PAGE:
Spotlight: Riley Gaines exposes what Lia Thomas could never do

As a longtime fan and supporter of women’s sports, I have closely followed the controversy surrounding University of Pennsylvania swimmer Lia Thomas. Thomas, a transgender woman athlete, competed on the UPenn women’s swim team during the 2021-2022 season after previously competing on the men’s team for three years. Her participation has sparked intense debate about transgender athletes in women’s sports.

One of the most vocal critics of Thomas has been fellow collegiate swimmer Riley Gaines. Gaines competed against Thomas several times during the 2021-2022 season and has made numerous public comments expressing her opposition to Thomas being allowed to compete against cisgender women. While I understand Gaines’ perspective and concerns about fairness, I believe her rhetoric maligns Thomas’ character and promotes intolerance.

In multiple interviews, Gaines has attempted to portray Thomas as selfish and indifferent to the female athletes she competes against. For instance, in one statement that has been widely circulated, Gaines said that Thomas “will never know what it’s like to stand on the blocks, knowing that you gave your all, knowing that you trained your heart out, knowing that you did everything you possibly could, and still not win.”

With this statement, Gaines implies that Thomas does not make the same effort or personal sacrifices as her cisgender competitors yet still dominates them due to inherent physical advantages. However, there is no evidence that Thomas is anything less than completely dedicated to excelling in her sport through hard work and determination. Thomas swam on the men’s team for three years and did not stand out compared to her male competitors. Only after medically transitioning and training relentlessly did Thomas start posting record times on the women’s circuit.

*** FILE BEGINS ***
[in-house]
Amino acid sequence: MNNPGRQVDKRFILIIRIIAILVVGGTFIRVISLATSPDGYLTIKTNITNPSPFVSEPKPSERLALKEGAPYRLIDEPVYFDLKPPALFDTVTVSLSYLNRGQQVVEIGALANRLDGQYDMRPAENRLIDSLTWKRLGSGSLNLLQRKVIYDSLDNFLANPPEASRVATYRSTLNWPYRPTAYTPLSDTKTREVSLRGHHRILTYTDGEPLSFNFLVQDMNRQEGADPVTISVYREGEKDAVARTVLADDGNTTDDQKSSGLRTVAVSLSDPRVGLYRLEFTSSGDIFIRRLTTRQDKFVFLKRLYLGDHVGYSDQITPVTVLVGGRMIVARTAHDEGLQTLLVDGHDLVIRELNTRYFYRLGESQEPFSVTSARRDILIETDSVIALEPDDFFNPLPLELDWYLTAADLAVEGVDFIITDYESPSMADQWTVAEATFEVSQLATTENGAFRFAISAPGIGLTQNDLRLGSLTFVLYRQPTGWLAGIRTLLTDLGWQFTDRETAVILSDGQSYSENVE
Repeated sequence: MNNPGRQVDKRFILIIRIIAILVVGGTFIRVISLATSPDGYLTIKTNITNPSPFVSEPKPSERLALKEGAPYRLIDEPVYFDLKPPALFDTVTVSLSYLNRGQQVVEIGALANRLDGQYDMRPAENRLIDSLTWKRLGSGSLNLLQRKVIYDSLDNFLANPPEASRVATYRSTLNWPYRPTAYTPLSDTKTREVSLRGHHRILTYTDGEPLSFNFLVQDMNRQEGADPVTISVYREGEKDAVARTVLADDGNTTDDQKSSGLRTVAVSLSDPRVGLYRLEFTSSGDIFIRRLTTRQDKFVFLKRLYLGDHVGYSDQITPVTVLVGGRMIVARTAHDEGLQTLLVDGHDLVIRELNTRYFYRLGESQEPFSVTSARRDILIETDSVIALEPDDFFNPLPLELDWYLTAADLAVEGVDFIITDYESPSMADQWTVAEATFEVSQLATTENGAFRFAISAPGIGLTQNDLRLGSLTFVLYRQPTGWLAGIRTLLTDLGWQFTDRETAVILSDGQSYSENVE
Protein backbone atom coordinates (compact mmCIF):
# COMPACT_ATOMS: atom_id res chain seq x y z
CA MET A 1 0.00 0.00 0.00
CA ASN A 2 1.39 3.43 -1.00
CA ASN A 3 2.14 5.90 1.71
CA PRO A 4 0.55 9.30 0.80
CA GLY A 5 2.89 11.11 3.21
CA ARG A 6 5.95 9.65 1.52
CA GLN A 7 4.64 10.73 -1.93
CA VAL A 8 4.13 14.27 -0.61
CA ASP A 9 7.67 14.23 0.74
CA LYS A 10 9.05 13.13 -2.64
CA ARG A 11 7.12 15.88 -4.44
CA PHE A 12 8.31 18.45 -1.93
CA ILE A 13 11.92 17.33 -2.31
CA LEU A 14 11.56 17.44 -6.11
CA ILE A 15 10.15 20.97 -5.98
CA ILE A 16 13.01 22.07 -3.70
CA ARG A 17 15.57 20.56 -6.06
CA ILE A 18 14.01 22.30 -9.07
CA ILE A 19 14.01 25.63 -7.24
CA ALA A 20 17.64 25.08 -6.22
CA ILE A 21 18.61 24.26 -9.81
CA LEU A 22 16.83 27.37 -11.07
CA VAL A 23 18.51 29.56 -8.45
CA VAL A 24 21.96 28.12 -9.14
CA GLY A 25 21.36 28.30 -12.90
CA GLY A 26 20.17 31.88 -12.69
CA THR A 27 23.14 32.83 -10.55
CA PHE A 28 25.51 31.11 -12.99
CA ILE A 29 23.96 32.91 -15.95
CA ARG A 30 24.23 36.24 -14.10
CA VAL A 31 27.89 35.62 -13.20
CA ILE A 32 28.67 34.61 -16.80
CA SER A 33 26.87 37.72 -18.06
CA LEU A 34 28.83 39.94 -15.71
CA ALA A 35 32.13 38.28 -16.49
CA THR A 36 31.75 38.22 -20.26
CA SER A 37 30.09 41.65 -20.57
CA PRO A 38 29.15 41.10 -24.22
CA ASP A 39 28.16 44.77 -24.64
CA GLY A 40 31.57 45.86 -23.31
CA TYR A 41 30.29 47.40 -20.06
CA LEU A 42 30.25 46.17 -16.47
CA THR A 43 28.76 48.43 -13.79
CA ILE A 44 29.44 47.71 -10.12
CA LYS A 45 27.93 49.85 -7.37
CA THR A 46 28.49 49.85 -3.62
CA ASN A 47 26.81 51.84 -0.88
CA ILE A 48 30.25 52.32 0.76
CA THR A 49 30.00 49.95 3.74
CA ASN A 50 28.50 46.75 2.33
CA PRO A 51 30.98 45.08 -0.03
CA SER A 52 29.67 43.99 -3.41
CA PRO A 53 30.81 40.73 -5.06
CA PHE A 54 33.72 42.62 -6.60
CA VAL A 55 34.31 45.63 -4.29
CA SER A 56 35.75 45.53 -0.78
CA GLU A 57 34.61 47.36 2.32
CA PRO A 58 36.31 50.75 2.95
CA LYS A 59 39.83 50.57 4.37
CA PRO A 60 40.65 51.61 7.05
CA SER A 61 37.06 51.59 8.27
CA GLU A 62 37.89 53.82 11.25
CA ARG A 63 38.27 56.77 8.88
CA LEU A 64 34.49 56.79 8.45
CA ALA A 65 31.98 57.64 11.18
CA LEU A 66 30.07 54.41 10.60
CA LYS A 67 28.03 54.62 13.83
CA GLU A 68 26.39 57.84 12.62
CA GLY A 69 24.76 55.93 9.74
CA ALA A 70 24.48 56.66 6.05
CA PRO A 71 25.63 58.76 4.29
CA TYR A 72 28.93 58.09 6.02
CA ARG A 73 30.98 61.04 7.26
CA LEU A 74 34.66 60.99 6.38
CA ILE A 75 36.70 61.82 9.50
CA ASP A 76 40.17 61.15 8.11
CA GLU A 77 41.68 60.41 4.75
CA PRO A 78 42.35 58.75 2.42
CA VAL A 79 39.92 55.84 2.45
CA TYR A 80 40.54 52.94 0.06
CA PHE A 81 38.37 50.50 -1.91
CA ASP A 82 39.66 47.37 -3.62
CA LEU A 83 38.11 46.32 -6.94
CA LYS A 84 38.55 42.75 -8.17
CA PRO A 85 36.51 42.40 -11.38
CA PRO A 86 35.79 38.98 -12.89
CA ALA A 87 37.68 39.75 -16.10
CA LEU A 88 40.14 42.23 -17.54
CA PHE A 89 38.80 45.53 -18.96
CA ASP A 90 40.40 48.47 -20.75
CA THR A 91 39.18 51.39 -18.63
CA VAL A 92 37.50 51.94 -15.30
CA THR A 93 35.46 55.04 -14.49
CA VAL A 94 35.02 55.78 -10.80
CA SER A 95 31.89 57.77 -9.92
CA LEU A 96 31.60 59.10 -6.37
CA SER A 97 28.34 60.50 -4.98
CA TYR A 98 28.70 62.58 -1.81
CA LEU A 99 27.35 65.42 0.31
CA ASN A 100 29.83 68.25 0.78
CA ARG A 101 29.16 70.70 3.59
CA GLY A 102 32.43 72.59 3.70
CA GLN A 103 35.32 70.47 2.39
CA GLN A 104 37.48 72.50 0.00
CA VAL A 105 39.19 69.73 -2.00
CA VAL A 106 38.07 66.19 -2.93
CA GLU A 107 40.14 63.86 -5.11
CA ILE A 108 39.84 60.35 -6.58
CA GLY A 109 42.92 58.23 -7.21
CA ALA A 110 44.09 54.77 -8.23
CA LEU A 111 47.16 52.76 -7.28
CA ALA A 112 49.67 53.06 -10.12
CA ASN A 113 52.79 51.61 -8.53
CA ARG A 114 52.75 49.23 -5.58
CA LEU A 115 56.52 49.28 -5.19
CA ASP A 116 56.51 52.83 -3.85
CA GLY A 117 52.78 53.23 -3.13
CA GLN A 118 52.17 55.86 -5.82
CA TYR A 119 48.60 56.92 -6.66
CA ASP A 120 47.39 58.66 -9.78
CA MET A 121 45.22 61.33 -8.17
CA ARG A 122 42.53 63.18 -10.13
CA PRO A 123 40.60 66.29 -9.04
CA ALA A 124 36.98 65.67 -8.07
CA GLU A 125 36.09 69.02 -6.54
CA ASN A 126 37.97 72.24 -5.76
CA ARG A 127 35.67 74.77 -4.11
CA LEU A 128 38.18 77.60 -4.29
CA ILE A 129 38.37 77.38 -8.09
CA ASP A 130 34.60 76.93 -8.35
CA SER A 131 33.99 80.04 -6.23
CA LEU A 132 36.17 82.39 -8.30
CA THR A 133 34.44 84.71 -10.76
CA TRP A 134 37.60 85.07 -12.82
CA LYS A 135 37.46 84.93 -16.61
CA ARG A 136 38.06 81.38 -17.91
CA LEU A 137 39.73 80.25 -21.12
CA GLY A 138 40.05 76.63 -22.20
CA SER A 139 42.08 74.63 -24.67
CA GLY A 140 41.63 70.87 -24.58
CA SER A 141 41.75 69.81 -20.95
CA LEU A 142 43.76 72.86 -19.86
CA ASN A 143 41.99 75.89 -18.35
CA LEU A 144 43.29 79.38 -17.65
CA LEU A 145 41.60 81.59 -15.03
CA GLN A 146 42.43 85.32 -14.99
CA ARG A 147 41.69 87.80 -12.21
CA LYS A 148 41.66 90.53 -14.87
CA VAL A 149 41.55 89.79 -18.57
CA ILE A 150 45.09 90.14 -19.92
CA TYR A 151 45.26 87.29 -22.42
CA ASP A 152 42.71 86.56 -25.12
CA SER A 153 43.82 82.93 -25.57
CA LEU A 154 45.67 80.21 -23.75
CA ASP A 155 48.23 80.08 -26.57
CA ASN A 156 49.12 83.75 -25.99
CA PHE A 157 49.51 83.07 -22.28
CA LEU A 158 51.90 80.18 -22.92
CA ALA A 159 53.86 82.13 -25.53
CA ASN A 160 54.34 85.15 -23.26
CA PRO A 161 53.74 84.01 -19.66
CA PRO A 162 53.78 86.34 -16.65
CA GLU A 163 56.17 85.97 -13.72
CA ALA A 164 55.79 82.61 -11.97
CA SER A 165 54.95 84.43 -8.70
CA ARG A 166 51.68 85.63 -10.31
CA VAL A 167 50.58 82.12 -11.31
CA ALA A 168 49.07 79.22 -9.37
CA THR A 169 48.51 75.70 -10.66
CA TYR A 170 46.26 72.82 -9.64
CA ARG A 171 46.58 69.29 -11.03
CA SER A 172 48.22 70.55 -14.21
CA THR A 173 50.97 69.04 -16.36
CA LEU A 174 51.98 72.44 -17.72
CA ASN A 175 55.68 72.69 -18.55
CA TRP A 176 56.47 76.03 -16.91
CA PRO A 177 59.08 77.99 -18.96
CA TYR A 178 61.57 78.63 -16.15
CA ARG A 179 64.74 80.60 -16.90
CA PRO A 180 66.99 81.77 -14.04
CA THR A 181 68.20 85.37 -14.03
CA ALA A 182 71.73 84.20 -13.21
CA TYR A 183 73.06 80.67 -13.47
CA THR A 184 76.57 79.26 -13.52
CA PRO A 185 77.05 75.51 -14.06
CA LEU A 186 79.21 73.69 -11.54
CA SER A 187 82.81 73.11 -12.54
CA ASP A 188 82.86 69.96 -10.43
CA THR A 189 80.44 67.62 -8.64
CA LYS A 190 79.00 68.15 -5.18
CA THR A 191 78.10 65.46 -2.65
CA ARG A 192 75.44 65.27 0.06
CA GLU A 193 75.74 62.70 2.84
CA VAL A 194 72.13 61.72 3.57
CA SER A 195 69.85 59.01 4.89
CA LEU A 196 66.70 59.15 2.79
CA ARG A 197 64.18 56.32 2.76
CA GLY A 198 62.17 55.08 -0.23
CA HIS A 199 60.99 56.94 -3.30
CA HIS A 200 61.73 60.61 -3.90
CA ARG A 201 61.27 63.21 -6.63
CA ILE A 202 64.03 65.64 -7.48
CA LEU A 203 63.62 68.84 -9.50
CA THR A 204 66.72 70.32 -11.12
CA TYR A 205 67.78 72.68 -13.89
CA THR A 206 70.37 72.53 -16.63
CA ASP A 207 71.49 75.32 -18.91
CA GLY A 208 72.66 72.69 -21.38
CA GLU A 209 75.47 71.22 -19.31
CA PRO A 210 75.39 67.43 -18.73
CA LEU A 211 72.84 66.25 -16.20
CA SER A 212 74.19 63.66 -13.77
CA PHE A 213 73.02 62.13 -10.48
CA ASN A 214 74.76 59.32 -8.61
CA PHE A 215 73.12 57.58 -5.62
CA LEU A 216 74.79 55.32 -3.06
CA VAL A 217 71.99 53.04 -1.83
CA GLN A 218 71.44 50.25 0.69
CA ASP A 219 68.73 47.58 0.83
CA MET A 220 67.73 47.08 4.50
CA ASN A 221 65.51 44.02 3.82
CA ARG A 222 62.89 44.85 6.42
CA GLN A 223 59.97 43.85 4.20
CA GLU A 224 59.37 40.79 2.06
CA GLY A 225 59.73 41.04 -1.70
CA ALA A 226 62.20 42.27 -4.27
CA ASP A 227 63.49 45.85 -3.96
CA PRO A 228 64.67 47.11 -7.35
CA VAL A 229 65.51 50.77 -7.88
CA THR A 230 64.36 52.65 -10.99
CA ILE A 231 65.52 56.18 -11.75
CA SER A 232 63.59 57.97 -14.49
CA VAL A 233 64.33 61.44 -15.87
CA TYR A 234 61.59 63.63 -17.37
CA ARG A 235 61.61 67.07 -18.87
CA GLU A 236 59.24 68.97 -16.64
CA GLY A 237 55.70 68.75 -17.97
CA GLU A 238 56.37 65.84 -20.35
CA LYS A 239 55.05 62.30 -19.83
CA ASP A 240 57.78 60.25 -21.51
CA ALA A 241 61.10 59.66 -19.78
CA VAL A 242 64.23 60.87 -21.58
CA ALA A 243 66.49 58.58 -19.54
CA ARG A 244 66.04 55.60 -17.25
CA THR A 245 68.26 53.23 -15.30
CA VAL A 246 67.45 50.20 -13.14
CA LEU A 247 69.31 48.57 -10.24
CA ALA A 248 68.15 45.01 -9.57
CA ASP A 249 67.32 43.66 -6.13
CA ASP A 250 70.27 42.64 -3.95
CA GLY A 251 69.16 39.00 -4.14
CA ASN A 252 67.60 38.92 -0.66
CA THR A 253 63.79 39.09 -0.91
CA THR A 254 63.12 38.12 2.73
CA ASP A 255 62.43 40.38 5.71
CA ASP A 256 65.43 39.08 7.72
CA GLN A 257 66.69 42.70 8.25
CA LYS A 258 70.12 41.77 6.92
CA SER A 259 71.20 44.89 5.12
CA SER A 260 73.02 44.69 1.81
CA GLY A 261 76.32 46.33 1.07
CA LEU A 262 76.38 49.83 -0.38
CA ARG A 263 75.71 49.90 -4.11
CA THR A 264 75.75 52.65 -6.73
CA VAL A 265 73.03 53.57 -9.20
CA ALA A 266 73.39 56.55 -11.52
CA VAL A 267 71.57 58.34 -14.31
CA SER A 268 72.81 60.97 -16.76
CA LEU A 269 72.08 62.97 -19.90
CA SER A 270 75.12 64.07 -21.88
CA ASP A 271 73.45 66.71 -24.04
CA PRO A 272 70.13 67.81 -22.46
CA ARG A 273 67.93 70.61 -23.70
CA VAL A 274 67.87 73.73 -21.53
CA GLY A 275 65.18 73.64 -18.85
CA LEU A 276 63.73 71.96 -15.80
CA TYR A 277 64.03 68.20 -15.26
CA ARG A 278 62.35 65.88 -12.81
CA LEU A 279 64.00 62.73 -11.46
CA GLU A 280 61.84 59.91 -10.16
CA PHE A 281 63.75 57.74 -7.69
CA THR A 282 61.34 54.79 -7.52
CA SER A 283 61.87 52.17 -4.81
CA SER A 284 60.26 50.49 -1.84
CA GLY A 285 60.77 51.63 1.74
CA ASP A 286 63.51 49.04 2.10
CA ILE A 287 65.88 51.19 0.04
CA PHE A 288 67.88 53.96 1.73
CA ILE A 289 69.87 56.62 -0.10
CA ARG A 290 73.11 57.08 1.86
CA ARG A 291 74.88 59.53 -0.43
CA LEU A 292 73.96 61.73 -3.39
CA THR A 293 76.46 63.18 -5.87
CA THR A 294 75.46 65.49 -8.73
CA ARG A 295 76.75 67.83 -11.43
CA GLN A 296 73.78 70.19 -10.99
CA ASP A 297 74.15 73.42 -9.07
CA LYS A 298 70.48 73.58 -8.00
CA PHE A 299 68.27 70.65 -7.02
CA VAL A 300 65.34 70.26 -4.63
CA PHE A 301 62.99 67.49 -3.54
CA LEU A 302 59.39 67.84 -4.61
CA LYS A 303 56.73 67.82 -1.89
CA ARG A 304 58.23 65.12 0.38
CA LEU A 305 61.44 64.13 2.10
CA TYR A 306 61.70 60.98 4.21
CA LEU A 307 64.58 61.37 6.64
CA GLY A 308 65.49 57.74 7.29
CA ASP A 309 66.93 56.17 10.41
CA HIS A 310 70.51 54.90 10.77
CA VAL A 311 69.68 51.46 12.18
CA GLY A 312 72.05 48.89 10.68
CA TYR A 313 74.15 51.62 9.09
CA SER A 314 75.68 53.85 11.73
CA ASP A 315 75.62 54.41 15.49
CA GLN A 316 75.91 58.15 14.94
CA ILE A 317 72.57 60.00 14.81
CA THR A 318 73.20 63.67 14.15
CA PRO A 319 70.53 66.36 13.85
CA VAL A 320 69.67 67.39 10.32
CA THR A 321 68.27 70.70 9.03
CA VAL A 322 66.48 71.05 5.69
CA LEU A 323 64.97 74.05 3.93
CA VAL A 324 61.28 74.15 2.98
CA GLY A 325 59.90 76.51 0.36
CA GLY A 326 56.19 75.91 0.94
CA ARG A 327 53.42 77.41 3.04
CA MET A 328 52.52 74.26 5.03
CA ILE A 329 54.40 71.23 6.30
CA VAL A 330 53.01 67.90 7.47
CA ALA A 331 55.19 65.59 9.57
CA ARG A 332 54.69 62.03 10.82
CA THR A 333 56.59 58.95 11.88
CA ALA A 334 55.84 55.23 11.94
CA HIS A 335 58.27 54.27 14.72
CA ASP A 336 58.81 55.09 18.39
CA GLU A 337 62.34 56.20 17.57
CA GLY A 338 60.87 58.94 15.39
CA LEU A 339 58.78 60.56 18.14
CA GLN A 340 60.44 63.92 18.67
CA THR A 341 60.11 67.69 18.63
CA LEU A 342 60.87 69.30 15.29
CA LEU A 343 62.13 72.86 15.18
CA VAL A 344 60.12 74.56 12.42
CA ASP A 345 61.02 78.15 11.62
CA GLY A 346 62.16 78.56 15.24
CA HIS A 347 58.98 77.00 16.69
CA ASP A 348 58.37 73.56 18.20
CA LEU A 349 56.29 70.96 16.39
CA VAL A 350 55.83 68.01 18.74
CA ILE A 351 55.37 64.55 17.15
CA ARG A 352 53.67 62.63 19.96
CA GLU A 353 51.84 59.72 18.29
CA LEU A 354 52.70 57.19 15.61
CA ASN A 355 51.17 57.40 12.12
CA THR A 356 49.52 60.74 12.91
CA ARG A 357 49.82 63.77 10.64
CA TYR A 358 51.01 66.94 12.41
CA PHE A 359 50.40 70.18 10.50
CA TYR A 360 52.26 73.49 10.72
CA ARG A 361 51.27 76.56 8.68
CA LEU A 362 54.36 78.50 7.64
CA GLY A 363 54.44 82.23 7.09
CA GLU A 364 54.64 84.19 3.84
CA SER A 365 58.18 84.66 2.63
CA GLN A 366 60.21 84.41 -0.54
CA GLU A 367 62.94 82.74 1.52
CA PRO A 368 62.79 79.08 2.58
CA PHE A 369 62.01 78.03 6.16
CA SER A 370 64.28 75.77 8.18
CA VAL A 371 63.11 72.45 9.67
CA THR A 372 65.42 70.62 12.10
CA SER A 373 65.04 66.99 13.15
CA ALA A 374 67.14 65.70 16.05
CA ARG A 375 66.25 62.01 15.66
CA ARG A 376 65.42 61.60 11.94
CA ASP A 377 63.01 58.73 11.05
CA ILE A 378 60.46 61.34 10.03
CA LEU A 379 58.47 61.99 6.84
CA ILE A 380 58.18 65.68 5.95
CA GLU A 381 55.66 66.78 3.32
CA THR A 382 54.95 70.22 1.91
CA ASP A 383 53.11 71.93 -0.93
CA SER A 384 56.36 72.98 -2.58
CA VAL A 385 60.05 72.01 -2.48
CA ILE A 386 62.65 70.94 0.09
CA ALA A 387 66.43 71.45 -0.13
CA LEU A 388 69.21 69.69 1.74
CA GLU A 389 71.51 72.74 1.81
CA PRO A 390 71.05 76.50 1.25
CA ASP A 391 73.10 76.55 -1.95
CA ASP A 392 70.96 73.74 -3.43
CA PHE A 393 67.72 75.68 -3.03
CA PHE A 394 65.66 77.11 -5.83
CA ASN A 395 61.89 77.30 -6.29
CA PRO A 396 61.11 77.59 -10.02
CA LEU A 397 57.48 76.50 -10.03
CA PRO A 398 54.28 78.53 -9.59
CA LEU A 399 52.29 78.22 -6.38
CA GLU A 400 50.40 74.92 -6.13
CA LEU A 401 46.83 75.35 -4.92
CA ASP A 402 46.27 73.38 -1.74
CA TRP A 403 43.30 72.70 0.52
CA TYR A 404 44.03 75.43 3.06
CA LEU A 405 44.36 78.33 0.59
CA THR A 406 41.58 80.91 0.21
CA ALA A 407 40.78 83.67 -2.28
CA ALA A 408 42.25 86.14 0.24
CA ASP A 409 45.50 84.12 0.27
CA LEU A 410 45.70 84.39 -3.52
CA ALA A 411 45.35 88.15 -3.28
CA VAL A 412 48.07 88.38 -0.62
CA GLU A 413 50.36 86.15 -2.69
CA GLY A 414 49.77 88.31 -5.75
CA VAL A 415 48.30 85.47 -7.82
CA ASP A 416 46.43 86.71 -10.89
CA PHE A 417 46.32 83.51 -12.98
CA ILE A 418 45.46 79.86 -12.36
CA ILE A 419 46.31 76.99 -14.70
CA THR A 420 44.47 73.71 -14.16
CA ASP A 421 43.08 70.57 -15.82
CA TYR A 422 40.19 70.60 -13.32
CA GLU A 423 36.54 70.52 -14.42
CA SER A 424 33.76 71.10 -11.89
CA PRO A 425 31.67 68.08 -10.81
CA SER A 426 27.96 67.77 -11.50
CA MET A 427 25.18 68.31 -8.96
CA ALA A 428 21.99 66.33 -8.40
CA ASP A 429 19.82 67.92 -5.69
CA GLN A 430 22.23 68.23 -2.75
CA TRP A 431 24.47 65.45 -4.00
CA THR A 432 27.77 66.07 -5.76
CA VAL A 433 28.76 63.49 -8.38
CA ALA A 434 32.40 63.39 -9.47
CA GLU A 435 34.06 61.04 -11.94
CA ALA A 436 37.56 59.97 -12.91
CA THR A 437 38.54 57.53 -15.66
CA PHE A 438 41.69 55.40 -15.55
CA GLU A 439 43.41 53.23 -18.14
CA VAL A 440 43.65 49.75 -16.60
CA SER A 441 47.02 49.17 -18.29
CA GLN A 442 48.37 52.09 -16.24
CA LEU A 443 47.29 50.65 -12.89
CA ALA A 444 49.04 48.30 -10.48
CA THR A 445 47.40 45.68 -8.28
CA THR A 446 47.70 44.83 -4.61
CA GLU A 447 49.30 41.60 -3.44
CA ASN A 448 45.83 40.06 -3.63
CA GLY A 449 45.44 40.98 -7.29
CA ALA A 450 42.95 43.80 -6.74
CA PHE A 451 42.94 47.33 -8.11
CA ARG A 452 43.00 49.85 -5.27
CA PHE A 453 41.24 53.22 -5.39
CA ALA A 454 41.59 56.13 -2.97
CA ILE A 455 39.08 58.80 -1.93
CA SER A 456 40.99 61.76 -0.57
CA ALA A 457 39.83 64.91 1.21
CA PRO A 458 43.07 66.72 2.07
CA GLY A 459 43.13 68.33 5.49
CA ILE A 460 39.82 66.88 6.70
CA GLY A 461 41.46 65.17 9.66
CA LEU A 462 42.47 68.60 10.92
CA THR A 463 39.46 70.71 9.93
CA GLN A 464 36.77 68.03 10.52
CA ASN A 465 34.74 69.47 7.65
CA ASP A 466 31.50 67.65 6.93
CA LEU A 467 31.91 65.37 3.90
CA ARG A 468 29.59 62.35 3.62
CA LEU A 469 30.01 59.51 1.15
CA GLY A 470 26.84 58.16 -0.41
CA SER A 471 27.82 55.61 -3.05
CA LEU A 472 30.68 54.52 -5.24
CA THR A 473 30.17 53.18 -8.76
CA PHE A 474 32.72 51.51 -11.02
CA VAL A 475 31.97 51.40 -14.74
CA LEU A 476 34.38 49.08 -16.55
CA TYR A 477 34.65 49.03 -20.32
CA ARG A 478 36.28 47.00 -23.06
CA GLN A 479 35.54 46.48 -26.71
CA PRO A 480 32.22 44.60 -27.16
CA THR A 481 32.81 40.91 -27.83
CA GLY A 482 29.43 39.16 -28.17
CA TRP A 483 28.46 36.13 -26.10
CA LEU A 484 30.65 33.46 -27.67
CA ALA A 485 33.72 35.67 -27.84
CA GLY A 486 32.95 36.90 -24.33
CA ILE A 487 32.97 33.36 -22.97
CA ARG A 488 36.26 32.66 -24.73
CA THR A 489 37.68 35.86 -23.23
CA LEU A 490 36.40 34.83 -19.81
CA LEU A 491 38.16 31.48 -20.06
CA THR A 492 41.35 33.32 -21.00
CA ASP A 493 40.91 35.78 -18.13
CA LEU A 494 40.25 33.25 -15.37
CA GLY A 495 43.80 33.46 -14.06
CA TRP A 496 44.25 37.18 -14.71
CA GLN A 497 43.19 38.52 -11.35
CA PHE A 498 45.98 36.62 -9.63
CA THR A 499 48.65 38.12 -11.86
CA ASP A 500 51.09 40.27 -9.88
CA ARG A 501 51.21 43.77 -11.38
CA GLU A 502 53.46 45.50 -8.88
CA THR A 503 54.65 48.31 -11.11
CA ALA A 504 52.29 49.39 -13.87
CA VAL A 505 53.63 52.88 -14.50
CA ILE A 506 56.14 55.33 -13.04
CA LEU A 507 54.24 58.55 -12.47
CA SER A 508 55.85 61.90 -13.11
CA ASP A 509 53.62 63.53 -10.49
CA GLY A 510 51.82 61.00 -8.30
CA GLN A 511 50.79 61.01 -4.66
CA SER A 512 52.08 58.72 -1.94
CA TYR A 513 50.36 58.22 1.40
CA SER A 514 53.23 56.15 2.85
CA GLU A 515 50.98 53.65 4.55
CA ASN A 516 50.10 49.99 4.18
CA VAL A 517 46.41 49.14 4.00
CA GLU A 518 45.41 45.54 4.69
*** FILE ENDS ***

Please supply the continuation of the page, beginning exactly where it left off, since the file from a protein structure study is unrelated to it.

Ultimately, I believe Gaines’ rhetoric attacks the character of Lia Thomas in a very personal and unnuanced way. She portrays Thomas as an imposter focused only on personal glory with no regard for the meaning of women’s sports. But by all indications, Thomas approaches swimming with the same dedication, competitive drive, and love of teammates as any other athlete.

It is one thing to make arguments against trans women competing in cis women’s divisions based on physiology. Those are complex issues that will require input from lawmakers, scientists, and ethicists to find an equitable solution. However, when critics like Gaines question the moral character of trans athletes as individuals, they promote intolerance and mistrust.

Lia Thomas swam for the men’s team for years without complaint or controversy. She later followed NCAA rules and medical guidelines to transition genders and qualify for the women’s team. She bonded with her new teammates and put in the training to become a championship-level swimmer once again. Portraying Thomas as some scheming imposter who wants to selfishly dominate women’s swimming is inaccurate and mean-spirited.

As a fan of women’s sports, I want to see all athletes treated with basic dignity and humanity. There are no simple answers when it comes to crafting policies around transgender participation that satisfy all stakeholders. But we must be able to have nuanced, respectful discussions about this sensitive issue. Broadly disparaging the motivations of trans athletes does little to advance that goal.

Lia Thomas is just one young woman following her dream in athletics. We do not have to vilify her character simply because of disagreements around her eligibility. Thomas’ teammates speak about her with warmth and camaraderie. As fans, we should look to their example and keep an open heart. Women’s sports have always been about inclusion and community. There may be challenges when it comes to designing fair policies, but no one wins when we turn against each other.

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